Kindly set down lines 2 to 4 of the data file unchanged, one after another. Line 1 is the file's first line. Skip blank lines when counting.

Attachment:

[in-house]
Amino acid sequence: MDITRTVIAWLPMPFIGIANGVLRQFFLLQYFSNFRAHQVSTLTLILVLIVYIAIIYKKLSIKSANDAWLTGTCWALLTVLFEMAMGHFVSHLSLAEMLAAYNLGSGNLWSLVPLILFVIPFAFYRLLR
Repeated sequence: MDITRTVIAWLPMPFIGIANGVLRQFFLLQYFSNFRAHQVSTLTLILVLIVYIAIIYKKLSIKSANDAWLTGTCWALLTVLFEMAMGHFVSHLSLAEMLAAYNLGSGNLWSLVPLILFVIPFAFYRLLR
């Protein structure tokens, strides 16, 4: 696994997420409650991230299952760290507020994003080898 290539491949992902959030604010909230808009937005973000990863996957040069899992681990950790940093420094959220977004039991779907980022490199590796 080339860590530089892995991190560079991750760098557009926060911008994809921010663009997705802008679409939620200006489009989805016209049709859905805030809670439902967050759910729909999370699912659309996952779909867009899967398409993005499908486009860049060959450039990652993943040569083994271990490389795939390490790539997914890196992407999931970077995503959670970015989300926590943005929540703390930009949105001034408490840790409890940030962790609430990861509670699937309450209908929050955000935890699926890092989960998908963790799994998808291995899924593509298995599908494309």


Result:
Amino acid sequence: MDITRTVIAWLPMPFIGIANGVLRQFFLLQYFSNFRAHQVSTLTLILVLIVYIAIIYKKLSIKSANDAWLTGTCWALLTVLFEMAMGHFVSHLSLAEMLAAYNLGSGNLWSLVPLILFVIPFAFYRLLR
Repeated sequence: MDITRTVIAWLPMPFIGIANGVLRQFFLLQYFSNFRAHQVSTLTLILVLIVYIAIIYKKLSIKSANDAWLTGTCWALLTVLFEMAMGHFVSHLSLAEMLAAYNLGSGNLWSLVPLILFVIPFAFYRLLR
């Protein structure tokens, strides 16, 4: 696994997420409650991230299952760290507020994003080898 290539491949992902959030604010909230808009937005973000990863996957040069899992681990950790940093420094959220977004039991779907980022490199590796 080339860590530089892995991190560079991750760098557009926060911008994809921010663009997705802008679409939620200006489009989805016209049709859905805030809670439902967050759910729909999370699912659309996952779909867009899967398409993005499908486009860049060959450039990652993943040569083994271990490389795939390490790539997914890196992407999931970077995503959670970015989300926590943005929540703390930009949105001034408490840790409890940030962790609430990861509670699937309450209908929050955000935890699926890092989960998908963790799994998808291995899924593509298995599908494309």